Volume: 04, Issue: 10 01/11/2006 
Image right: NASA Adminstrator Michael Griffin (left) and Deputy Administrator Shana Dale (right) present Michoud Facilities Project Engineer Ernie Graham with the agency's Exceptional Bravery Medal. Photo Credit: NASA/MSFC David Higginbotham.
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NASA Adminstrator Michael Griffin speaks beneath the tattered flag that flew over Michoud Assembly Facility during Hurricane Katrina last year. Photo Credit: NASA/MSFC David Higginbotham.
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The International Space Station photographed Katrina's damage from 230 miles above. While Michoud (right) is largely dry, the adjacent neighborhoods are extensively flooded. Photo credit: NASA.
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Other Articles in This Issue:
NASA's Topex/Poseidon Oceanography Mission Ends
There's More to the North Star Than Meets the Eye
NASA Prepares for Return of Interstellar Cargo
Challenge Your Students with Some Competitions

NASA Administrator Honors Katrina Heroes

NASA Administrator Michael Griffin awarded the agency's Exceptional Bravery Medal on Thursday, January 5, 2006, to workers who protected a key space shuttle facility from the onslaught of Hurricane Katrina.

"Their courage reminds us that not all of NASA's heroes fly in space," Griffin said during a presentation to 38 employees at the Michoud Assembly Facility near New Orleans, where the giant shuttle external fuel tanks are built.

Standing before approximately 800 workers and family members in a cavernous hall where completed fuel tanks are stored for shipment, Griffin praised the "ride-out crew" who "did nothing less than save America's space program from, quite literally, being grounded for years."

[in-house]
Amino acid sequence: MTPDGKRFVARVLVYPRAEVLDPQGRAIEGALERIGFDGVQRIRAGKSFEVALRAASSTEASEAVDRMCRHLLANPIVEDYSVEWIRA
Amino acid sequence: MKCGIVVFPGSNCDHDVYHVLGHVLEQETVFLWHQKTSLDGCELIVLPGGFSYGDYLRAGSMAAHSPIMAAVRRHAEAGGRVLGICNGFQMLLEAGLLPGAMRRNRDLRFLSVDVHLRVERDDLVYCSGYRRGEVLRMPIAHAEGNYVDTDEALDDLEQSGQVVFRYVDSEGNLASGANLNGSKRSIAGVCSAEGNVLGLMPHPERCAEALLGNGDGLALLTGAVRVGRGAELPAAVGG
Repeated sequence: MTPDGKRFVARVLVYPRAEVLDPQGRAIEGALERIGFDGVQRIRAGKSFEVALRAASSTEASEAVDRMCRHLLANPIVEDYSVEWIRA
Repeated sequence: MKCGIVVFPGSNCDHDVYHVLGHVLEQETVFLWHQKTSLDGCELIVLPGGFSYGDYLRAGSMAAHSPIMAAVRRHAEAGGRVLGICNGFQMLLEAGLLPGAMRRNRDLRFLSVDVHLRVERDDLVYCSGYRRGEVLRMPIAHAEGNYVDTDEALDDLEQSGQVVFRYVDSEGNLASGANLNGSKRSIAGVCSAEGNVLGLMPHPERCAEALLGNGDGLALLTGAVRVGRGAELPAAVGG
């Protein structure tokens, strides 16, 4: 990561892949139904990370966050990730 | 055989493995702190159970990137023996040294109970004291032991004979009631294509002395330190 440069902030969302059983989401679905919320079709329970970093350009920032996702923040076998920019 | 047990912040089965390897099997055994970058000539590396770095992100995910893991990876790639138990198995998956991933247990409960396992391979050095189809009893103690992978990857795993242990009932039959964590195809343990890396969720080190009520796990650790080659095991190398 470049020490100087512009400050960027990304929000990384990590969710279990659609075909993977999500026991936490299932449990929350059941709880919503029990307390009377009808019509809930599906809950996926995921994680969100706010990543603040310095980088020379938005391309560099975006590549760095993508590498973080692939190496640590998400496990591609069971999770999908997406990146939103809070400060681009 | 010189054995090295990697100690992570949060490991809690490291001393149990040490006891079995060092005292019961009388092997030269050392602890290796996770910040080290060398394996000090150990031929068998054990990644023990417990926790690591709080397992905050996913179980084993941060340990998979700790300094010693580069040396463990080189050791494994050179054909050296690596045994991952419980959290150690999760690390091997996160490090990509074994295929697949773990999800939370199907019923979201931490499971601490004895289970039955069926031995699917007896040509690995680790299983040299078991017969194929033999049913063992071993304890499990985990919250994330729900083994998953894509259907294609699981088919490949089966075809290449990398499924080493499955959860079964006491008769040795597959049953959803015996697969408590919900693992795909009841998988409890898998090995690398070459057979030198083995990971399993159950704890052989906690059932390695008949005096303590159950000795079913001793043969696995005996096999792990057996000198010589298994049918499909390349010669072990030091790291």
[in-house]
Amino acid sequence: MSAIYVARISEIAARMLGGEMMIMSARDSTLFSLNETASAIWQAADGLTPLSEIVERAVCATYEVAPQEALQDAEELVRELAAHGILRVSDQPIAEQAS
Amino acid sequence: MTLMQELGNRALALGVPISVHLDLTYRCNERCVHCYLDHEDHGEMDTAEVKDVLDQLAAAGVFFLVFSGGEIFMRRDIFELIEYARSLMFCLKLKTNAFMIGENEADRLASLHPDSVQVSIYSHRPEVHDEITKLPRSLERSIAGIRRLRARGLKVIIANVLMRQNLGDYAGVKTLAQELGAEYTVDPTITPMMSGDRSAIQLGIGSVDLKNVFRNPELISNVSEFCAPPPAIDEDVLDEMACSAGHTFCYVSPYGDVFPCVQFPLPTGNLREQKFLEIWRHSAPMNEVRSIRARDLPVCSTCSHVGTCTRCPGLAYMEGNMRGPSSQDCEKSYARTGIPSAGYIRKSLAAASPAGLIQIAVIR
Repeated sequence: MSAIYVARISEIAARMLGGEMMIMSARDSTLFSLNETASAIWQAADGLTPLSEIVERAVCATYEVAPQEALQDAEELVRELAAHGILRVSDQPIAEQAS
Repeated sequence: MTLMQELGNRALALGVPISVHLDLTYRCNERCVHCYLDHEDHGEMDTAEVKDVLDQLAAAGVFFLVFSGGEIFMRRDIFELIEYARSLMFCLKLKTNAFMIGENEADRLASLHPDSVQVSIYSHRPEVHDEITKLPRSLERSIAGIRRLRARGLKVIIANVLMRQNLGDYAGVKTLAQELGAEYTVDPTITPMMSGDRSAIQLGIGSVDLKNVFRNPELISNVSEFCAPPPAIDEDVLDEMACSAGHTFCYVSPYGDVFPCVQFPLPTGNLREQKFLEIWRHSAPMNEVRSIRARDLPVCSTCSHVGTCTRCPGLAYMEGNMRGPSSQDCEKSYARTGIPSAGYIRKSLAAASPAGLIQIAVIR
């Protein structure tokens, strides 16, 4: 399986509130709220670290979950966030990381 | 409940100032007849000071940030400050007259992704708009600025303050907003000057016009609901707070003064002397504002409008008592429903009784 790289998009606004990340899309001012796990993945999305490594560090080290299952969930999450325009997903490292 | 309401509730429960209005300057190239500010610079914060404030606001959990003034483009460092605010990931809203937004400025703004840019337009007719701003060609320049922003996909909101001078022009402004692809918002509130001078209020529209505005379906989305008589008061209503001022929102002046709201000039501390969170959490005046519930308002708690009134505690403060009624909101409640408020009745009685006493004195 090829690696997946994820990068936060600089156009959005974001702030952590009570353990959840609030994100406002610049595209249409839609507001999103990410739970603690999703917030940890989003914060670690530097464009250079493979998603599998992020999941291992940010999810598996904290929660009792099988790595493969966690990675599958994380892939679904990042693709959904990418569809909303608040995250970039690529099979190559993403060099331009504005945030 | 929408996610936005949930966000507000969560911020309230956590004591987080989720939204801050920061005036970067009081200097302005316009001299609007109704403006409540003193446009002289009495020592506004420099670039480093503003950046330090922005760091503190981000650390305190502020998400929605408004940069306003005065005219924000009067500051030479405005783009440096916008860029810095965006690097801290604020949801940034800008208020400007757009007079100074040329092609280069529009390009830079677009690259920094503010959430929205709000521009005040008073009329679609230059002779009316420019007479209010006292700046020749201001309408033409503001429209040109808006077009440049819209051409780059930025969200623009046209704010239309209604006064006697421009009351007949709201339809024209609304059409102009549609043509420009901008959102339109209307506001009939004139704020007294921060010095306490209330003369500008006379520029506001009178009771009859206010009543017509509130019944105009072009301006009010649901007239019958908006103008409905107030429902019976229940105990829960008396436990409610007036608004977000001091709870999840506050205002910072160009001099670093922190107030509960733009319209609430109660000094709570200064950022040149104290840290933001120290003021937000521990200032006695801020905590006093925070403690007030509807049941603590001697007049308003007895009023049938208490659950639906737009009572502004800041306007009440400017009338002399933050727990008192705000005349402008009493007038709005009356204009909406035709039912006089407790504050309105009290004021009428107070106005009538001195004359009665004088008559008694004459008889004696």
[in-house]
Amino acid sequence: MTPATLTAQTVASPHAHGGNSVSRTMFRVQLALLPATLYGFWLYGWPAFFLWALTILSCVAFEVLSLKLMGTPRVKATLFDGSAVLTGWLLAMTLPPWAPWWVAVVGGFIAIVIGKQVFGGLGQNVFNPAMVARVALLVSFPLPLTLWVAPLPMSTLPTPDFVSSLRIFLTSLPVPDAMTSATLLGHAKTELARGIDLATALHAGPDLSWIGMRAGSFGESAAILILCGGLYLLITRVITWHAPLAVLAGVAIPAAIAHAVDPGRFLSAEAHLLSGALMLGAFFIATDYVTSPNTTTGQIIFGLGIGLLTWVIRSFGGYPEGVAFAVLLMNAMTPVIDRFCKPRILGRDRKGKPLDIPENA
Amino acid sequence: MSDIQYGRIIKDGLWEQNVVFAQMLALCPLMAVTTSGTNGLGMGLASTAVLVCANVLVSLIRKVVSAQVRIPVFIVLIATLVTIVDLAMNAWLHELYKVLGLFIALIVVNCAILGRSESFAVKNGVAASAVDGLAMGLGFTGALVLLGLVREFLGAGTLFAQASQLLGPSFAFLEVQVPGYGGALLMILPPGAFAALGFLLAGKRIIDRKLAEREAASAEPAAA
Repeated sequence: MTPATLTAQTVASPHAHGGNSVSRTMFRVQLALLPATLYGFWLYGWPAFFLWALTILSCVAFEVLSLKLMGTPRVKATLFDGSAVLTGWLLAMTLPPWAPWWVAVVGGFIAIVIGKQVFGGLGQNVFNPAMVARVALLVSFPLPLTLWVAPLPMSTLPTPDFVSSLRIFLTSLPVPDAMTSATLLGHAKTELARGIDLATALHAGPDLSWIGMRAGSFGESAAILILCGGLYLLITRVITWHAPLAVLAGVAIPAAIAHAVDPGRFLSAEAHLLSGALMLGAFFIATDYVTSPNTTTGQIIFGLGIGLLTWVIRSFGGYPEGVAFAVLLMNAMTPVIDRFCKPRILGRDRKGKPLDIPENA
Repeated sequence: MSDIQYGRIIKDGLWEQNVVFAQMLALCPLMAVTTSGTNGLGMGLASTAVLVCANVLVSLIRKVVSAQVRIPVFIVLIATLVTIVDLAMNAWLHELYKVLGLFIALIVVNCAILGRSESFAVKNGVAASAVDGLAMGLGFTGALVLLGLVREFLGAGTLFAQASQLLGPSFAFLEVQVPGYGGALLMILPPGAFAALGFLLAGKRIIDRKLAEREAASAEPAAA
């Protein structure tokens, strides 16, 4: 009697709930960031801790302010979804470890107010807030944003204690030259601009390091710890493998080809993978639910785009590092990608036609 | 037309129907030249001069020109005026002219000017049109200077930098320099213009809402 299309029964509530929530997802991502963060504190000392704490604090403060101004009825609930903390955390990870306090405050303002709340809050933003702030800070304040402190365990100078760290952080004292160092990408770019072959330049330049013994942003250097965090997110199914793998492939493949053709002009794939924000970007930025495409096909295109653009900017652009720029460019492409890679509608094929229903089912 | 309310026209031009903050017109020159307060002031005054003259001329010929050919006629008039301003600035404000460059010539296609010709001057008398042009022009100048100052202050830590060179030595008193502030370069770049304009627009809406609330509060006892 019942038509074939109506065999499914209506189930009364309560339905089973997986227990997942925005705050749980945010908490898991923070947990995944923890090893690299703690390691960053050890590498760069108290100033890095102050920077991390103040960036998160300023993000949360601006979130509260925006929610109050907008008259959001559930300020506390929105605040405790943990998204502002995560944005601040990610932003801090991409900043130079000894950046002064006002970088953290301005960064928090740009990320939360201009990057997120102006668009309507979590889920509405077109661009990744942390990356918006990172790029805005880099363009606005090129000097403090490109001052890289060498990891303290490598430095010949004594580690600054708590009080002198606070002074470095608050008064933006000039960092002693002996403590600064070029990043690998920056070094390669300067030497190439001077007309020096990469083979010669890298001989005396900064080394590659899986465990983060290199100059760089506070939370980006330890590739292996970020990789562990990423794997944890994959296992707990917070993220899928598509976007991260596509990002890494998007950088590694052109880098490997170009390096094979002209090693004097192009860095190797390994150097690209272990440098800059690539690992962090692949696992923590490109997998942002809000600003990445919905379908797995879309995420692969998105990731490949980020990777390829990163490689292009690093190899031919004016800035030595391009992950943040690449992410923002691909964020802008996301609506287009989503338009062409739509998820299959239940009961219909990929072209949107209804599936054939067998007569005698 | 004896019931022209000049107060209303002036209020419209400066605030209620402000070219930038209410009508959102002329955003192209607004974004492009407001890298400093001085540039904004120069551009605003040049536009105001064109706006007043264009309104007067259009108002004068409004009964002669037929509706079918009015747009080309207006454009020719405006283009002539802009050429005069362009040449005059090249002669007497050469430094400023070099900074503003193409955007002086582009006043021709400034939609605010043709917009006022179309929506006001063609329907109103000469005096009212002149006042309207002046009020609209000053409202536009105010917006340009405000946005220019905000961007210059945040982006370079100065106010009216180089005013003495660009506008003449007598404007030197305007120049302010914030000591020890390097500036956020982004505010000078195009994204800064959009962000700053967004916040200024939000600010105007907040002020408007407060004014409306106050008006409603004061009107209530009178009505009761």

While Katrina's winds howled and water surged around Michoud, the ride-out crew manned pumps and generators to hold the storm at bay, knowing that if the facility were lost, "NASA's ability to conduct future space shuttle missions and to ferry vital supplies and equipment to the International Space Station would be lost," Griffin said.

"One has only to look at this area from the air, where Michoud appears as an island of green in a sea of brown mud, to understand what this place would look like if that flooding had occurred," he said. "There was no way to survive it; anyone who did not escape would be lost. So if the generators and pumps failed, more than just the facility was at risk. Those were the stakes for the folks who stayed behind here at Michoud."

The medal, one of NASA's highest honors, is given to those who demonstrate exemplary handling of an emergency and prevent loss of life and government property, while disregarding personal safety. Only 36 other individuals have received the award.

Many crew members lost homes and didn't know the fate of their own families until days after the storm passed. But medal recipient Stephen Turner is happy to have played a role in safeguarding Michoud, which is operated by NASA contractor Lockheed Martin."The crew worked through many weeks of hard, recovery work under very tough conditions. I am very proud to have served with this brave team and proud of what Michoud means to this community," he said.

Thanks to the crew's efforts, delays in external tank processing were kept to a minimum. This was essential not only to NASA's Space Shuttle Program, but also to the future of human space flight. Michoud's unique manufacturing facilities figure prominently in America's Vision for Space Exploration, since derivatives of the external tank are part of the design for the next generation spacecraft.

Nine weeks after Hurricane Katrina struck, the assembly facility was able to return to full operations. NASA's Patrick Scheuerman, the chief operating officer at Michoud, played a critical role in that return to work effort and also in coordinating the ride-out crew's operations before and after the storm. He also was honored Thursday with an Outstanding Leadership Medal.

For more information about the Michoud Honorees visit the following websites:

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